• Analyze popular culture with original insights, effective use of sources, and connections to theoretical models, different examples and cultural contexts
  • Engage in serious conversation about often fraught topics with an ethos of mutual respect and generosity

Students who achieve the highest level of accomplishment (A) will also demonstrate the ability to:

  • Create, substantiate, and communicate an original analytic argument that synthesizes multiple facets of popular culture, appropriate types of evidence, and theoretical approaches with sophistication
  • Meet class expectations per the assigned schedule with consistency, and provide strong support to peers to facilitate our learning community

 

Assignments:

This is a College Writing course, meaning that there will be a significant amount of writing required throughout the semester. If you do not complete all of the essays to a satisfactory level, you will not pass the course:

Formal Writing Assignments:

Essay #1 – Judging Pop Culture

Essay #2 – Analyzing Pop Culture

Essay #3 – Consuming Pop Culture

Final Essay

Assignment details will be on Canvas throughout the semester.

 

Reading Responses:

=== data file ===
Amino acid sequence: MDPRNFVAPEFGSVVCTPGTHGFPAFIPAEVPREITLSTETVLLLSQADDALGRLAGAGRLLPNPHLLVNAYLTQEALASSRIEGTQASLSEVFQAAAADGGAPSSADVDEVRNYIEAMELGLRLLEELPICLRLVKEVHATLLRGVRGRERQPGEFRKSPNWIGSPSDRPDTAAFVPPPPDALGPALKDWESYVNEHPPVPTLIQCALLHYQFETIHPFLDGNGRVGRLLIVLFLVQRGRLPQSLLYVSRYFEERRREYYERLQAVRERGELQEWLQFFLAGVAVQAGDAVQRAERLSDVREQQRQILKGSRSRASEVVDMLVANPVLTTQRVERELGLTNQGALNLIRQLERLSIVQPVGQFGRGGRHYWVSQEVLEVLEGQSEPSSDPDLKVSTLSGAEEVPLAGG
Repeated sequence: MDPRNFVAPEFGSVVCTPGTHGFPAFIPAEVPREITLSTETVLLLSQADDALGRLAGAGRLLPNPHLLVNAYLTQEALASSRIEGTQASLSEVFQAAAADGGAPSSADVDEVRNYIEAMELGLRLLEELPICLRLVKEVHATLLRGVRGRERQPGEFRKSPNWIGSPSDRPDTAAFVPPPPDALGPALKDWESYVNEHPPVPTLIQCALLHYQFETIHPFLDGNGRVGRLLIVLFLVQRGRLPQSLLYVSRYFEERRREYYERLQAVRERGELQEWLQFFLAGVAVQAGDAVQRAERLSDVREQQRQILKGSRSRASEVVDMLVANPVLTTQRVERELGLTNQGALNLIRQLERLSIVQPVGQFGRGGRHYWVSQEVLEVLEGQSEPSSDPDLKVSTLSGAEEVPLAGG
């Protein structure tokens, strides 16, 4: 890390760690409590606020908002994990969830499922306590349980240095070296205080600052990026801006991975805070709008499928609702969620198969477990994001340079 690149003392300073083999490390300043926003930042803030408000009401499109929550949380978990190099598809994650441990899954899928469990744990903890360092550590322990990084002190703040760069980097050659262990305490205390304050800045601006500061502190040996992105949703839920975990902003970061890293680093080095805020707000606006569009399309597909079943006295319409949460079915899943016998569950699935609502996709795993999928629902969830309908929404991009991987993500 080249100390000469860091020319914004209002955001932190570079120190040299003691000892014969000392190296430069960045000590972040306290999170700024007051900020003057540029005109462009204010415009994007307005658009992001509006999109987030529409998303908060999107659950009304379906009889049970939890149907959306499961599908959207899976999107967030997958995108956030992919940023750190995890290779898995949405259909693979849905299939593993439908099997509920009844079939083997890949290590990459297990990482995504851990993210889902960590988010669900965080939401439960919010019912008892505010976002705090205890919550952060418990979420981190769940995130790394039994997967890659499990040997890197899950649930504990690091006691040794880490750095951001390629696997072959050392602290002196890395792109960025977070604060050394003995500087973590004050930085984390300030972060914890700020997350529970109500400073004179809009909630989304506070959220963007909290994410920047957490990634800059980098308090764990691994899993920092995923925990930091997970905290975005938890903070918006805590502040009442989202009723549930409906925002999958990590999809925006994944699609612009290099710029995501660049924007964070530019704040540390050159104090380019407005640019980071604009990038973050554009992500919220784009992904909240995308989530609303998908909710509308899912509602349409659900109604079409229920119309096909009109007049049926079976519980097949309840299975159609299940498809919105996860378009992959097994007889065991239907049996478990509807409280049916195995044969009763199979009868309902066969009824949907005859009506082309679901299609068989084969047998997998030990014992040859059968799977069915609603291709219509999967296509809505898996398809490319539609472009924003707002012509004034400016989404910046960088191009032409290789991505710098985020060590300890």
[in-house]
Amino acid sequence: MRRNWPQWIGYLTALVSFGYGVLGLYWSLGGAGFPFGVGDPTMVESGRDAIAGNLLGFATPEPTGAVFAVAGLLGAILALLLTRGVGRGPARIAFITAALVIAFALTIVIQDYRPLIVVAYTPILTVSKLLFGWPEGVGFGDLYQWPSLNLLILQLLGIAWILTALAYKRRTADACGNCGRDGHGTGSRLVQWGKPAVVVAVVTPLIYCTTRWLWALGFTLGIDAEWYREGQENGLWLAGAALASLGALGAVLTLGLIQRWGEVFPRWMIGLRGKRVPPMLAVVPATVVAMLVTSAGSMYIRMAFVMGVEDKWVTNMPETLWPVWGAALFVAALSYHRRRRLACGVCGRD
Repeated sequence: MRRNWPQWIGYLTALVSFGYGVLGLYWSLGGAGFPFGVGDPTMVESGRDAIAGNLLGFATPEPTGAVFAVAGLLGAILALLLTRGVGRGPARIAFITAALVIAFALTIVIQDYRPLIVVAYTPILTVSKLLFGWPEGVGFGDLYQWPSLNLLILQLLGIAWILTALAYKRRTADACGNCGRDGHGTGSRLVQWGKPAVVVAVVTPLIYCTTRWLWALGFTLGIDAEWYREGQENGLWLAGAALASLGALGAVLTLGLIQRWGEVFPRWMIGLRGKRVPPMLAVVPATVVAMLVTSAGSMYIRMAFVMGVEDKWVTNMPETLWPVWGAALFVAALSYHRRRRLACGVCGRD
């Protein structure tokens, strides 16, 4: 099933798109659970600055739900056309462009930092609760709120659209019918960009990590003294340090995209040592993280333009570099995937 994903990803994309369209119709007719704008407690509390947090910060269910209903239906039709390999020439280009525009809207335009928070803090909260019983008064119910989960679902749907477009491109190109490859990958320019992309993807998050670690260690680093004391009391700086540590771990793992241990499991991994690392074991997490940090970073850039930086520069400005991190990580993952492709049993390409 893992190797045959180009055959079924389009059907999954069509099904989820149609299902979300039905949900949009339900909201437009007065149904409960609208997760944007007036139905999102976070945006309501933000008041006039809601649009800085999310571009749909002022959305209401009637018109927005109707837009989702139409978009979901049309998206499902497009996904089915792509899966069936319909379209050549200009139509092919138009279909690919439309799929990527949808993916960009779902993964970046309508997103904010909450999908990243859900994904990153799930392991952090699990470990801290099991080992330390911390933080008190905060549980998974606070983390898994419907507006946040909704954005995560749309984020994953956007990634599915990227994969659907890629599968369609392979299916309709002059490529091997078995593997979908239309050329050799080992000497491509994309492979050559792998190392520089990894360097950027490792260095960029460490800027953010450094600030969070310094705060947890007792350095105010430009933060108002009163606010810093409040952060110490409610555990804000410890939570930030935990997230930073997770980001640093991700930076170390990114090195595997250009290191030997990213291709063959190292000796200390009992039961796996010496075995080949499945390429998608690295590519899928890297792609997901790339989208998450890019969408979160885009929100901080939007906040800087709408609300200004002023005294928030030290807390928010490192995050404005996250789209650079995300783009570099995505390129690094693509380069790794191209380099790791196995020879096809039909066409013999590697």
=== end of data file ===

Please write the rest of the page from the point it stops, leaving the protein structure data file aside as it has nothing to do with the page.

The majority of readings for this course are scholarly articles and chapters. To help you develop the skill of being able to identify and engage with scholarly arguments, you will write short reading responses throughout the semester. Each day, you have an opportunity to write a response, of at least 300 words, to one article in that day’s assigned readings. A response may be on any assigned article or chapter except for those marked in the syllabus with ** (note that chapters from John Storey’s book cannot be the primary topic for a reading response, but you should feel free to refer to Storey when discussing other articles). Responses must be posted to Canvas by 8 am the morning of the class meeting for which the article is assigned. You will not receive credit for late reading responses unless you have made specific arrangements with Professor Mittell due to excused absences. You may choose which days and articles you will write about, with the goal of writing an average of once per week. You may not write more than one response for the readings assigned for any one day, even if there are multiple articles.